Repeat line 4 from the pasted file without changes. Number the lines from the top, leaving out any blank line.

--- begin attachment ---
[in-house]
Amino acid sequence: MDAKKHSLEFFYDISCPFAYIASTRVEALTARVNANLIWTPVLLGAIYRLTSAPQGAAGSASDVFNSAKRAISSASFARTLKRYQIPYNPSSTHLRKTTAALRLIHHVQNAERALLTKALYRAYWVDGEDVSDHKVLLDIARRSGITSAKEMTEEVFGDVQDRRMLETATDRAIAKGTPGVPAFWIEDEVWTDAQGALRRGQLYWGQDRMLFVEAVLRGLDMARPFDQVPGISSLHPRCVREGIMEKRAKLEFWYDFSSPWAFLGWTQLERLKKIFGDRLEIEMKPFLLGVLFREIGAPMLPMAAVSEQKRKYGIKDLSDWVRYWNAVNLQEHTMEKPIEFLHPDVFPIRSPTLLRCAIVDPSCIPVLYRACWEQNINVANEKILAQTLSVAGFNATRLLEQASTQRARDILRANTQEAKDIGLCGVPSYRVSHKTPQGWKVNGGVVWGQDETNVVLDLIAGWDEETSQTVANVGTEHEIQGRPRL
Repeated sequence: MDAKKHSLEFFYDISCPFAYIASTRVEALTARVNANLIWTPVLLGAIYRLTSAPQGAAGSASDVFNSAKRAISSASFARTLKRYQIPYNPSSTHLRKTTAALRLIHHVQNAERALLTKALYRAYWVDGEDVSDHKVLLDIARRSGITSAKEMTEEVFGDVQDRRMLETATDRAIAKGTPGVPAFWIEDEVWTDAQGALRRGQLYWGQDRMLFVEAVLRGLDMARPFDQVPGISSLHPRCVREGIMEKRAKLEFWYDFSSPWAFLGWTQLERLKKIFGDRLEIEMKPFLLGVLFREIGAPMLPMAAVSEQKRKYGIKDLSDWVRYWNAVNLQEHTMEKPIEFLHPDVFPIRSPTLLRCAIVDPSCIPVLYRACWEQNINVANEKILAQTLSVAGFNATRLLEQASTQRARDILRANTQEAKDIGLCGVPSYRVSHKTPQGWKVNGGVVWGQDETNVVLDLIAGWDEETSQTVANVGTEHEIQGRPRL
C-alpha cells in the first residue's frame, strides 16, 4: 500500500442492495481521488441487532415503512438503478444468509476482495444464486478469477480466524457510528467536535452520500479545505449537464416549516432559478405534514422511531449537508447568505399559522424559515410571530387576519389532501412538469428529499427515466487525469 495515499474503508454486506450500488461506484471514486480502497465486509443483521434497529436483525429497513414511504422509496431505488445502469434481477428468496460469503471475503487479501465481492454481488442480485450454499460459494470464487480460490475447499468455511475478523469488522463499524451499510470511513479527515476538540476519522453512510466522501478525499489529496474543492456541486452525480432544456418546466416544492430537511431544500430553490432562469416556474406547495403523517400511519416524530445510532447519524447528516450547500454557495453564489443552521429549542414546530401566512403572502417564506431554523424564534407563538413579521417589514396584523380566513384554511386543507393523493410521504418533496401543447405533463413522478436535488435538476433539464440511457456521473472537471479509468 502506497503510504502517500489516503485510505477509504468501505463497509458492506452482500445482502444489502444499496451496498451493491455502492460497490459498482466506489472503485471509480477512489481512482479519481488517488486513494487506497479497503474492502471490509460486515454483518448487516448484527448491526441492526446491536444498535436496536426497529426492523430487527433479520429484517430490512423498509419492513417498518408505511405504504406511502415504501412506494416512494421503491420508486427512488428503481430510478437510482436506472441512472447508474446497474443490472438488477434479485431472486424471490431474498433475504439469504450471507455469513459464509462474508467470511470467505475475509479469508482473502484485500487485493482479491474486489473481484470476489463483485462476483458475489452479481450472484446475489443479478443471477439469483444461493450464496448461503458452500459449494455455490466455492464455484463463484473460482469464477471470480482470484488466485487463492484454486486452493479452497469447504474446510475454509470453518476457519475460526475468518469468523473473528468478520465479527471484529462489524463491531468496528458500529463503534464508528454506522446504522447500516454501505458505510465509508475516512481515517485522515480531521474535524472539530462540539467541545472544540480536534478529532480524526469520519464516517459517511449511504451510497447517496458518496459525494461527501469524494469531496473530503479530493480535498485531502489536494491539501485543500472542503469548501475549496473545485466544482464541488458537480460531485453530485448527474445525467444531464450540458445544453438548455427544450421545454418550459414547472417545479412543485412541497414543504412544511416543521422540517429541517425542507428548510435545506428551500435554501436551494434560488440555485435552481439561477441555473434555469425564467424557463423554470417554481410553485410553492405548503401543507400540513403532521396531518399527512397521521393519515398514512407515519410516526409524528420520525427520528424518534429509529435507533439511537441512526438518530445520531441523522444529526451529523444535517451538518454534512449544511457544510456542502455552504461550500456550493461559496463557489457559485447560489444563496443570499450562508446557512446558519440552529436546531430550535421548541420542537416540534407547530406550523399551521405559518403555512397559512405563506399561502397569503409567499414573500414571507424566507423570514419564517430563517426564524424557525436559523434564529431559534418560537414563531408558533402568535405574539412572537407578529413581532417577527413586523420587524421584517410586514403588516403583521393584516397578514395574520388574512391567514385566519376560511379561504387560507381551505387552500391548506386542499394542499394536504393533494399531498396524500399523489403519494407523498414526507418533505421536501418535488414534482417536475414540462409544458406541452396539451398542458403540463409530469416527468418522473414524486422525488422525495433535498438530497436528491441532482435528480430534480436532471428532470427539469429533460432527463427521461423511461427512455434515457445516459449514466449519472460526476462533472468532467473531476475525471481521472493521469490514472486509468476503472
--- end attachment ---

C-alpha cells in the first residue's frame, strides 16, 4: 500500500442492495481521488441487532415503512438503478444468509476482495444464486478469477480466524457510528467536535452520500479545505449537464416549516432559478405534514422511531449537508447568505399559522424559515410571530387576519389532501412538469428529499427515466487525469 495515499474503508454486506450500488461506484471514486480502497465486509443483521434497529436483525429497513414511504422509496431505488445502469434481477428468496460469503471475503487479501465481492454481488442480485450454499460459494470464487480460490475447499468455511475478523469488522463499524451499510470511513479527515476538540476519522453512510466522501478525499489529496474543492456541486452525480432544456418546466416544492430537511431544500430553490432562469416556474406547495403523517400511519416524530445510532447519524447528516450547500454557495453564489443552521429549542414546530401566512403572502417564506431554523424564534407563538413579521417589514396584523380566513384554511386543507393523493410521504418533496401543447405533463413522478436535488435538476433539464440511457456521473472537471479509468 502506497503510504502517500489516503485510505477509504468501505463497509458492506452482500445482502444489502444499496451496498451493491455502492460497490459498482466506489472503485471509480477512489481512482479519481488517488486513494487506497479497503474492502471490509460486515454483518448487516448484527448491526441492526446491536444498535436496536426497529426492523430487527433479520429484517430490512423498509419492513417498518408505511405504504406511502415504501412506494416512494421503491420508486427512488428503481430510478437510482436506472441512472447508474446497474443490472438488477434479485431472486424471490431474498433475504439469504450471507455469513459464509462474508467470511470467505475475509479469508482473502484485500487485493482479491474486489473481484470476489463483485462476483458475489452479481450472484446475489443479478443471477439469483444461493450464496448461503458452500459449494455455490466455492464455484463463484473460482469464477471470480482470484488466485487463492484454486486452493479452497469447504474446510475454509470453518476457519475460526475468518469468523473473528468478520465479527471484529462489524463491531468496528458500529463503534464508528454506522446504522447500516454501505458505510465509508475516512481515517485522515480531521474535524472539530462540539467541545472544540480536534478529532480524526469520519464516517459517511449511504451510497447517496458518496459525494461527501469524494469531496473530503479530493480535498485531502489536494491539501485543500472542503469548501475549496473545485466544482464541488458537480460531485453530485448527474445525467444531464450540458445544453438548455427544450421545454418550459414547472417545479412543485412541497414543504412544511416543521422540517429541517425542507428548510435545506428551500435554501436551494434560488440555485435552481439561477441555473434555469425564467424557463423554470417554481410553485410553492405548503401543507400540513403532521396531518399527512397521521393519515398514512407515519410516526409524528420520525427520528424518534429509529435507533439511537441512526438518530445520531441523522444529526451529523444535517451538518454534512449544511457544510456542502455552504461550500456550493461559496463557489457559485447560489444563496443570499450562508446557512446558519440552529436546531430550535421548541420542537416540534407547530406550523399551521405559518403555512397559512405563506399561502397569503409567499414573500414571507424566507423570514419564517430563517426564524424557525436559523434564529431559534418560537414563531408558533402568535405574539412572537407578529413581532417577527413586523420587524421584517410586514403588516403583521393584516397578514395574520388574512391567514385566519376560511379561504387560507381551505387552500391548506386542499394542499394536504393533494399531498396524500399523489403519494407523498414526507418533505421536501418535488414534482417536475414540462409544458406541452396539451398542458403540463409530469416527468418522473414524486422525488422525495433535498438530497436528491441532482435528480430534480436532471428532470427539469429533460432527463427521461423511461427512455434515457445516459449514466449519472460526476462533472468532467473531476475525471481521472493521469490514472486509468476503472